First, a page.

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Database - Alliance francophone pour l'accouchement respecté (AFAR)

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Currently 3043 records
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Created on : 01 Jul 2004
Modified on : 02 Dec 2007

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Bibliographical entry (without author) :

A comparison of cold, pinprick and touch for assessing the level of spinal block at caesarean section. International Journal of Obstetric Anesthesia 2004;13(3):146-152.

Author(s) :

Russell IF.

Year of publication :


URL(s) :…

Résumé (français)  :

Abstract (English)  :

The sensory block levels of 102 women undergoing caesarean section under spinal anaesthesia were assessed by four different methods: sharp pinprick (Neurotip tester pin), cold (ethyl chloride spray), touch (Neurotip tester pin), touch (ethyl chloride spray). While the data indicate a median difference of some 2 segments between the levels of block assessed by sharp pinprick or cold, and touch, there was no constant relationship between these levels of block within the group nor within individual patients: variable and at times very large differences in the levels of block assessed among these modalities existed: up to 10 segments (pinprick – touch); 11 segments (cold – touch). For any one individual, it is not possible to predict the level of block to touch from a known level of block to sharp pinprick or cold. To facilitate comparison of results across future studies it is suggested that block levels to touch sensation should always be reported. The results suggest that, for clinical purposes, there is no difference in outcomes whether Neurotip touch or ethyl chloride spray touch sensations are used. When using diamorphine 100 mu/mL mixed with bupivacaine 0.5% w/v in 8% dextrose, no patient felt any pain or discomfort provided the block to Neurotip or ethyl chloride touch sensations included T6 or above.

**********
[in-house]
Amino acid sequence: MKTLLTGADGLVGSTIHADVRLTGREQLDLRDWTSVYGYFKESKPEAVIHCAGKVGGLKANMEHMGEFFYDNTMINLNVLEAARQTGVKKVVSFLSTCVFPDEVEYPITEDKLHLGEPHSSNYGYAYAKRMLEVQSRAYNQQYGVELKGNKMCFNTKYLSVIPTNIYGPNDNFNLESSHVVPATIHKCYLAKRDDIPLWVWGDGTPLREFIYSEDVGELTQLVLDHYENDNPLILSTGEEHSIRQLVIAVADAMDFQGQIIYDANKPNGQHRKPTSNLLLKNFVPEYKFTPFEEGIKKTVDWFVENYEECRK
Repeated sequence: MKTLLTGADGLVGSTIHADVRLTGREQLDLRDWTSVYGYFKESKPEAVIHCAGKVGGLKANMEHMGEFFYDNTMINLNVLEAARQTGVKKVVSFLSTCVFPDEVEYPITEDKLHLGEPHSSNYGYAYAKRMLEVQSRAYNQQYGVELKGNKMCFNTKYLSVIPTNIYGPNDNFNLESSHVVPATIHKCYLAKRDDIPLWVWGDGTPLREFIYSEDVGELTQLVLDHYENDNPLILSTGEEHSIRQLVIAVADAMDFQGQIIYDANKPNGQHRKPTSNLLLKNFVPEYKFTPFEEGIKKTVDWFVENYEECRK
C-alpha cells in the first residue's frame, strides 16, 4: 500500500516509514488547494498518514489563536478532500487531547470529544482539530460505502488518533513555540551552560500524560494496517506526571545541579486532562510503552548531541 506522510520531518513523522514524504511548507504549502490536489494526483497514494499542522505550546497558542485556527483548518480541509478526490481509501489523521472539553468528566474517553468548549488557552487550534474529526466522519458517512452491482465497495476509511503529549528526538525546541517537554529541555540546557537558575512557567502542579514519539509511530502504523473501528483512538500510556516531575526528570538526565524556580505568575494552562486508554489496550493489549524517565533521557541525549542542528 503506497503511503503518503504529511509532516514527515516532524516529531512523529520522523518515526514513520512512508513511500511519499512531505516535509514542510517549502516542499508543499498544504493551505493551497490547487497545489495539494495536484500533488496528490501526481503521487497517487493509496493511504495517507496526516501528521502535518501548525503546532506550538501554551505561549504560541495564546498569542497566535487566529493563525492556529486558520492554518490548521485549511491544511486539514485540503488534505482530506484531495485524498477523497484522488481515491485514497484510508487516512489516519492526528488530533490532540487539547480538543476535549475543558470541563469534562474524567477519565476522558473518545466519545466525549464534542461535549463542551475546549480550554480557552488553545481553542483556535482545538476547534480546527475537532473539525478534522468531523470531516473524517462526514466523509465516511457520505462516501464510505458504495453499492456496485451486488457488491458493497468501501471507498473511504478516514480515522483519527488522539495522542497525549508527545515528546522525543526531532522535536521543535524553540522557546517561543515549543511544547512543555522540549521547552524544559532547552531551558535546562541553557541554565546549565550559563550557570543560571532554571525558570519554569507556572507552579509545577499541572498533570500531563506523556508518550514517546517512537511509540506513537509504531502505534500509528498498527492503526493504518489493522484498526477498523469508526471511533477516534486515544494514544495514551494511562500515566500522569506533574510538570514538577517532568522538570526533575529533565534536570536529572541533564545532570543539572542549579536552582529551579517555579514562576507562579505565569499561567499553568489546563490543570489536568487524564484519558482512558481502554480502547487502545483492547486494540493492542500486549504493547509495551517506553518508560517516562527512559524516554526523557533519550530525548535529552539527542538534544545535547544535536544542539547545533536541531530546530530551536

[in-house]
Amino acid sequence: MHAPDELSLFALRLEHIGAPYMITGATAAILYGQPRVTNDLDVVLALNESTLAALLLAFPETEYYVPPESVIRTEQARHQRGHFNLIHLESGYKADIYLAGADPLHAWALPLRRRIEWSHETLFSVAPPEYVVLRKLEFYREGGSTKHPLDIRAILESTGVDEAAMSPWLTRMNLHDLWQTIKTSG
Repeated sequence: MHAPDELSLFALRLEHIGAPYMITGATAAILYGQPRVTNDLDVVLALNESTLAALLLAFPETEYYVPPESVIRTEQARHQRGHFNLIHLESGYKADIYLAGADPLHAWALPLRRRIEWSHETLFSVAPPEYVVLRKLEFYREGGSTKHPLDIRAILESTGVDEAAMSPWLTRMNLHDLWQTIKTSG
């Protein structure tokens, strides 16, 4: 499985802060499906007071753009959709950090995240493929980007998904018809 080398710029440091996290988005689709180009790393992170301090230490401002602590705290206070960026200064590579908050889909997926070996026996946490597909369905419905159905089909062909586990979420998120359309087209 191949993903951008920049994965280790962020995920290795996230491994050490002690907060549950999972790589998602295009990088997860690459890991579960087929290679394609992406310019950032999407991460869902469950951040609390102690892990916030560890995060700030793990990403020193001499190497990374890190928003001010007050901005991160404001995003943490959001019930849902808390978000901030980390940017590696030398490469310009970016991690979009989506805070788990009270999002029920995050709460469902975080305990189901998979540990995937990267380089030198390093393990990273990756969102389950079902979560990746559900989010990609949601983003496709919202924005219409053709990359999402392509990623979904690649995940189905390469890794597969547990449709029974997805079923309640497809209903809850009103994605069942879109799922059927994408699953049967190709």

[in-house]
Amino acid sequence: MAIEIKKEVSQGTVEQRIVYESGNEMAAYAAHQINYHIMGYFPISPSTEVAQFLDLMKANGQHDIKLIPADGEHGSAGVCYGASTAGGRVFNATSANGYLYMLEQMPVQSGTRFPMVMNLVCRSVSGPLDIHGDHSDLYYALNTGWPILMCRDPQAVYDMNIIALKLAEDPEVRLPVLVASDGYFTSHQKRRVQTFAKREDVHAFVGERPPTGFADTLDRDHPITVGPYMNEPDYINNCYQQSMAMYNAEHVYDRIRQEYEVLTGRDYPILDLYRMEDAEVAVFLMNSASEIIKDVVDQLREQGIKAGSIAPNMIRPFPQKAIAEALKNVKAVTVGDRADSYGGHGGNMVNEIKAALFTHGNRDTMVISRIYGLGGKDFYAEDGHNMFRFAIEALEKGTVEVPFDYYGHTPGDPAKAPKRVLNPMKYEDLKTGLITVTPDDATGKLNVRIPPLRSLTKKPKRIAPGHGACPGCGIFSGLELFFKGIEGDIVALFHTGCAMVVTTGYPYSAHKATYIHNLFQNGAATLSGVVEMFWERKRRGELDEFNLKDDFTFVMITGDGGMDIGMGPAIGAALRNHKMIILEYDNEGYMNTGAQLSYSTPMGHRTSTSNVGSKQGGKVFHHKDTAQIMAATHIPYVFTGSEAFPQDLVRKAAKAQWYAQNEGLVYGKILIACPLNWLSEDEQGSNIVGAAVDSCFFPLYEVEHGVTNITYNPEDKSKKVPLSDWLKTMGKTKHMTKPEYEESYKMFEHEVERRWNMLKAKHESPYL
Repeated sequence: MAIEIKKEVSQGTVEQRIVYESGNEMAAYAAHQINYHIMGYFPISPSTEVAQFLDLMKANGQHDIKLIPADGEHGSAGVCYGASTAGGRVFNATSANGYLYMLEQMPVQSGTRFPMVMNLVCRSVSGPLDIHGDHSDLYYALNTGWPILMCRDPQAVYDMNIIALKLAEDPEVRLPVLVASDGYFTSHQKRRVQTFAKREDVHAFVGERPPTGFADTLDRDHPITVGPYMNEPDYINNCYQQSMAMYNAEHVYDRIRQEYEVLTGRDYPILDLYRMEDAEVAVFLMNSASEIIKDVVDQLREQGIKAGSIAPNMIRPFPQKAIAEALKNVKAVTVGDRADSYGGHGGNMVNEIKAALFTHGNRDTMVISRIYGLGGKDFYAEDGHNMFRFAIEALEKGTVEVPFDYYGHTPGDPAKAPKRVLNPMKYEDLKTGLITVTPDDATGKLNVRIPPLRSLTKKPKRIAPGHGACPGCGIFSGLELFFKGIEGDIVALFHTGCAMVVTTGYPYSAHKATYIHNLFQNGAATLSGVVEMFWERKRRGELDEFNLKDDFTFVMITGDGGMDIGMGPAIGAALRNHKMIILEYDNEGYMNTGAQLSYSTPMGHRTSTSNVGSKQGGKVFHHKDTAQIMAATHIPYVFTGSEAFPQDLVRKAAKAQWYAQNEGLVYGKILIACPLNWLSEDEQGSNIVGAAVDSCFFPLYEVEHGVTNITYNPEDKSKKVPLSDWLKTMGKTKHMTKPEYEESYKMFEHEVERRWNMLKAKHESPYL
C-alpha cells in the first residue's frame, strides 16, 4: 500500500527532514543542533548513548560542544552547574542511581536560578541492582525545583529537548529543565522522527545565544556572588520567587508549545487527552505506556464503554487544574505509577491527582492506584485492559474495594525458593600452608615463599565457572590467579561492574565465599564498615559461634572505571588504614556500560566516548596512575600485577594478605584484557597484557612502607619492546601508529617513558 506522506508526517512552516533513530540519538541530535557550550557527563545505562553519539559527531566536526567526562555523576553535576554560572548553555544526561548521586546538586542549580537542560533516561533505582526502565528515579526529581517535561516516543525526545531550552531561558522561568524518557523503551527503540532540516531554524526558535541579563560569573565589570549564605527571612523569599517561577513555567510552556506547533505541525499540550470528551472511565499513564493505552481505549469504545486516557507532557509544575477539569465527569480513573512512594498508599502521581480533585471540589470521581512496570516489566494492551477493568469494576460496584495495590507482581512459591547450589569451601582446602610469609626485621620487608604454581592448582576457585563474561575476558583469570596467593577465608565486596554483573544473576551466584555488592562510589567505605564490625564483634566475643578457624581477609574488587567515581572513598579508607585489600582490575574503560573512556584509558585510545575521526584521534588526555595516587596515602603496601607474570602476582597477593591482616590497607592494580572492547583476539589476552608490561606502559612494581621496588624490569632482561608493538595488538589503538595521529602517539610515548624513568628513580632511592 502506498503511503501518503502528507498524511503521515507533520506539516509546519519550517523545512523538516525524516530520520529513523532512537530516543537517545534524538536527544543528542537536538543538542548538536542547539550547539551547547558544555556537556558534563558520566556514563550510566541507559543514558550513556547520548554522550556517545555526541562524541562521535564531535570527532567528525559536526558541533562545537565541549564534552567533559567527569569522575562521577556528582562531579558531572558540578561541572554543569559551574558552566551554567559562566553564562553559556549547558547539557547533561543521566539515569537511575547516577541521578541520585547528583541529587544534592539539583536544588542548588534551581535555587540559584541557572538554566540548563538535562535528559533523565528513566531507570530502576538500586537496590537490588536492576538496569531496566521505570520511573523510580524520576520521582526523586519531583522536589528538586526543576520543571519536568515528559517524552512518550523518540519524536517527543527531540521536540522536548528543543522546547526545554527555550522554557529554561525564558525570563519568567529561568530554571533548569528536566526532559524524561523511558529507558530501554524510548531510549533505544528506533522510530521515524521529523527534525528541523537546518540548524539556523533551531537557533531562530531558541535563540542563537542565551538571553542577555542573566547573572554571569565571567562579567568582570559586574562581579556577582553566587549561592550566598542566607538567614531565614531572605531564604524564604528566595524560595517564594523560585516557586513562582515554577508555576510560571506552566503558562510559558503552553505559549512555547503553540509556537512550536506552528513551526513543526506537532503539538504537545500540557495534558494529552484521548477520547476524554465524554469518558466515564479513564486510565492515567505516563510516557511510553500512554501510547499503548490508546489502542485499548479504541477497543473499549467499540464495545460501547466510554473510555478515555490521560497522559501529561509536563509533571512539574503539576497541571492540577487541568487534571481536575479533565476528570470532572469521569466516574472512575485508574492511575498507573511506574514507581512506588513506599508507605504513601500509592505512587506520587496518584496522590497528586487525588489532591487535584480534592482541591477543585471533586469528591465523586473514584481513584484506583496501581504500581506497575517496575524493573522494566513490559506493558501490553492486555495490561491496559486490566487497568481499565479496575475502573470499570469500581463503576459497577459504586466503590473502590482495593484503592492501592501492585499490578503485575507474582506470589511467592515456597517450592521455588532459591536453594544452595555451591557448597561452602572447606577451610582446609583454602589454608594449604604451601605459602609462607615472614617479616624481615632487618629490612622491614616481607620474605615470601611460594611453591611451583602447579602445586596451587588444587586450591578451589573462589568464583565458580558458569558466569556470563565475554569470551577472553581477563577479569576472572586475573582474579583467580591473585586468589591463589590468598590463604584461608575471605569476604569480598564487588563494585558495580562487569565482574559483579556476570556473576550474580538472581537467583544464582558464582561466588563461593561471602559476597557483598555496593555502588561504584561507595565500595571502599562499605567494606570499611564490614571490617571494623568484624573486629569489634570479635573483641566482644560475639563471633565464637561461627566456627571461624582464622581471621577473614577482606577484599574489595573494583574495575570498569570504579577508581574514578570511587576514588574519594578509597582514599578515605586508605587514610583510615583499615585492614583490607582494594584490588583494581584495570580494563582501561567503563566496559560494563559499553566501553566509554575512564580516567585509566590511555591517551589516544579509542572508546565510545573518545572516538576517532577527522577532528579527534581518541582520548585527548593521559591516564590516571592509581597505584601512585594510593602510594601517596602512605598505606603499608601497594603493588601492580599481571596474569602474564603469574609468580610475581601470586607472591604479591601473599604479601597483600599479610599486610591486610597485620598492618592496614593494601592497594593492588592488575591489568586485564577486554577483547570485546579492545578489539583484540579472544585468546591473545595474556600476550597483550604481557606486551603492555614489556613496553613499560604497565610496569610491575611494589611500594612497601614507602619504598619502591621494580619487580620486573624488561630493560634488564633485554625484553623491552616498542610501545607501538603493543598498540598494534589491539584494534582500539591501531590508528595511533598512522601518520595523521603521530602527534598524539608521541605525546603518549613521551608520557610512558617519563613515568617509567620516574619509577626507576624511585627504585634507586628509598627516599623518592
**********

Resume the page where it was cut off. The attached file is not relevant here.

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Keywords :

➡ epidural

Author of this record :

Cécile Loup — 01 Jul 2004

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